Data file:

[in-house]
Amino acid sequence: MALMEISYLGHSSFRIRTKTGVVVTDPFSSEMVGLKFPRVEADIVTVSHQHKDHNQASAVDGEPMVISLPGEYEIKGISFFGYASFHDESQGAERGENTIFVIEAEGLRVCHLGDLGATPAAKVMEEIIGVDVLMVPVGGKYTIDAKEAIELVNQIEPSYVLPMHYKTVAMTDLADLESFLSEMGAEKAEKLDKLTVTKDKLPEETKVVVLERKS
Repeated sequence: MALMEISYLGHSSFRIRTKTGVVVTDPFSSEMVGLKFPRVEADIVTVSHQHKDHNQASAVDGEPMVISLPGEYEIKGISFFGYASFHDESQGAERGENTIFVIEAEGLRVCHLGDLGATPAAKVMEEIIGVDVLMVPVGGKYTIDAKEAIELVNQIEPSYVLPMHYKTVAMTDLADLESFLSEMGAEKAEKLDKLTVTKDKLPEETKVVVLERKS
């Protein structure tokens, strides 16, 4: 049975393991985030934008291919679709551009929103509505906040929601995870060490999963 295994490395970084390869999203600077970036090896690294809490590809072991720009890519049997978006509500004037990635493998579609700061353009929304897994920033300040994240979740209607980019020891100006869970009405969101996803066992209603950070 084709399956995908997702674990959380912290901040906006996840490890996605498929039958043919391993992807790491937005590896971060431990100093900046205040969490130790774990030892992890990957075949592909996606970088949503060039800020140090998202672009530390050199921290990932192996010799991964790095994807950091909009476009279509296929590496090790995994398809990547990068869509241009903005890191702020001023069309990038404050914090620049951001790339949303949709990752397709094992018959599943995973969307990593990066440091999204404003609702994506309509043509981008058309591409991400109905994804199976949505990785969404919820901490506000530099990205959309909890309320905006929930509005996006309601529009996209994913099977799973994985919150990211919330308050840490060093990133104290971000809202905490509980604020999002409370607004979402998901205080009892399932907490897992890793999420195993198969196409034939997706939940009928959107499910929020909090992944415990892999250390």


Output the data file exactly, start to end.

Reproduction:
[in-house]
Amino acid sequence: MALMEISYLGHSSFRIRTKTGVVVTDPFSSEMVGLKFPRVEADIVTVSHQHKDHNQASAVDGEPMVISLPGEYEIKGISFFGYASFHDESQGAERGENTIFVIEAEGLRVCHLGDLGATPAAKVMEEIIGVDVLMVPVGGKYTIDAKEAIELVNQIEPSYVLPMHYKTVAMTDLADLESFLSEMGAEKAEKLDKLTVTKDKLPEETKVVVLERKS
Repeated sequence: MALMEISYLGHSSFRIRTKTGVVVTDPFSSEMVGLKFPRVEADIVTVSHQHKDHNQASAVDGEPMVISLPGEYEIKGISFFGYASFHDESQGAERGENTIFVIEAEGLRVCHLGDLGATPAAKVMEEIIGVDVLMVPVGGKYTIDAKEAIELVNQIEPSYVLPMHYKTVAMTDLADLESFLSEMGAEKAEKLDKLTVTKDKLPEETKVVVLERKS
């Protein structure tokens, strides 16, 4: 049975393991985030934008291919679709551009929103509505906040929601995870060490999963 295994490395970084390869999203600077970036090896690294809490590809072991720009890519049997978006509500004037990635493998579609700061353009929304897994920033300040994240979740209607980019020891100006869970009405969101996803066992209603950070 084709399956995908997702674990959380912290901040906006996840490890996605498929039958043919391993992807790491937005590896971060431990100093900046205040969490130790774990030892992890990957075949592909996606970088949503060039800020140090998202672009530390050199921290990932192996010799991964790095994807950091909009476009279509296929590496090790995994398809990547990068869509241009903005890191702020001023069309990038404050914090620049951001790339949303949709990752397709094992018959599943995973969307990593990066440091999204404003609702994506309509043509981008058309591409991400109905994804199976949505990785969404919820901490506000530099990205959309909890309320905006929930509005996006309601529009996209994913099977799973994985919150990211919330308050840490060093990133104290971000809202905490509980604020999002409370607004979402998901205080009892399932907490897992890793999420195993198969196409034939997706939940009928959107499910929020909090992944415990892999250390």